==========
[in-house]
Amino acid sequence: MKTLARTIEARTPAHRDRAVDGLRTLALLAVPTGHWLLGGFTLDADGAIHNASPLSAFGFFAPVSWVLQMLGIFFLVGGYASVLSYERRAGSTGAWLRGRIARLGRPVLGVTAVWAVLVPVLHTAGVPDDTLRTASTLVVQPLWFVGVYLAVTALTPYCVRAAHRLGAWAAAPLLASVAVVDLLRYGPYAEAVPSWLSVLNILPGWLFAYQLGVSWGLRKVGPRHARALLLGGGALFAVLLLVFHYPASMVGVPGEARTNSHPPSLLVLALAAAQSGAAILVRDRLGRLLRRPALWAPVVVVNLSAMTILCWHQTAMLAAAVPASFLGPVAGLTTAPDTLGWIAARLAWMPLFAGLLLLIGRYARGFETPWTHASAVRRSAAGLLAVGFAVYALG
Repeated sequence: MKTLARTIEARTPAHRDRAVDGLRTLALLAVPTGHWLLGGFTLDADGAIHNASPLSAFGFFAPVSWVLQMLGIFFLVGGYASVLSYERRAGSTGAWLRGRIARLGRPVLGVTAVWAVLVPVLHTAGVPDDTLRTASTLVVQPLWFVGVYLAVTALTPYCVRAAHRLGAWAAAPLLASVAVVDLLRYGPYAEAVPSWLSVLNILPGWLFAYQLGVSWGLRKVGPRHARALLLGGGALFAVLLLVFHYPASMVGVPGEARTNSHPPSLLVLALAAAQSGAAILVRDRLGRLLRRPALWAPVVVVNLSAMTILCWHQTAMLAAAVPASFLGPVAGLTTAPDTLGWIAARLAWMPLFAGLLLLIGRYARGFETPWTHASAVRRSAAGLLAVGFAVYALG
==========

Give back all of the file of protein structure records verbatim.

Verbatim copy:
[in-house]
Amino acid sequence: MKTLARTIEARTPAHRDRAVDGLRTLALLAVPTGHWLLGGFTLDADGAIHNASPLSAFGFFAPVSWVLQMLGIFFLVGGYASVLSYERRAGSTGAWLRGRIARLGRPVLGVTAVWAVLVPVLHTAGVPDDTLRTASTLVVQPLWFVGVYLAVTALTPYCVRAAHRLGAWAAAPLLASVAVVDLLRYGPYAEAVPSWLSVLNILPGWLFAYQLGVSWGLRKVGPRHARALLLGGGALFAVLLLVFHYPASMVGVPGEARTNSHPPSLLVLALAAAQSGAAILVRDRLGRLLRRPALWAPVVVVNLSAMTILCWHQTAMLAAAVPASFLGPVAGLTTAPDTLGWIAARLAWMPLFAGLLLLIGRYARGFETPWTHASAVRRSAAGLLAVGFAVYALG
Repeated sequence: MKTLARTIEARTPAHRDRAVDGLRTLALLAVPTGHWLLGGFTLDADGAIHNASPLSAFGFFAPVSWVLQMLGIFFLVGGYASVLSYERRAGSTGAWLRGRIARLGRPVLGVTAVWAVLVPVLHTAGVPDDTLRTASTLVVQPLWFVGVYLAVTALTPYCVRAAHRLGAWAAAPLLASVAVVDLLRYGPYAEAVPSWLSVLNILPGWLFAYQLGVSWGLRKVGPRHARALLLGGGALFAVLLLVFHYPASMVGVPGEARTNSHPPSLLVLALAAAQSGAAILVRDRLGRLLRRPALWAPVVVVNLSAMTILCWHQTAMLAAAVPASFLGPVAGLTTAPDTLGWIAARLAWMPLFAGLLLLIGRYARGFETPWTHASAVRRSAAGLLAVGFAVYALG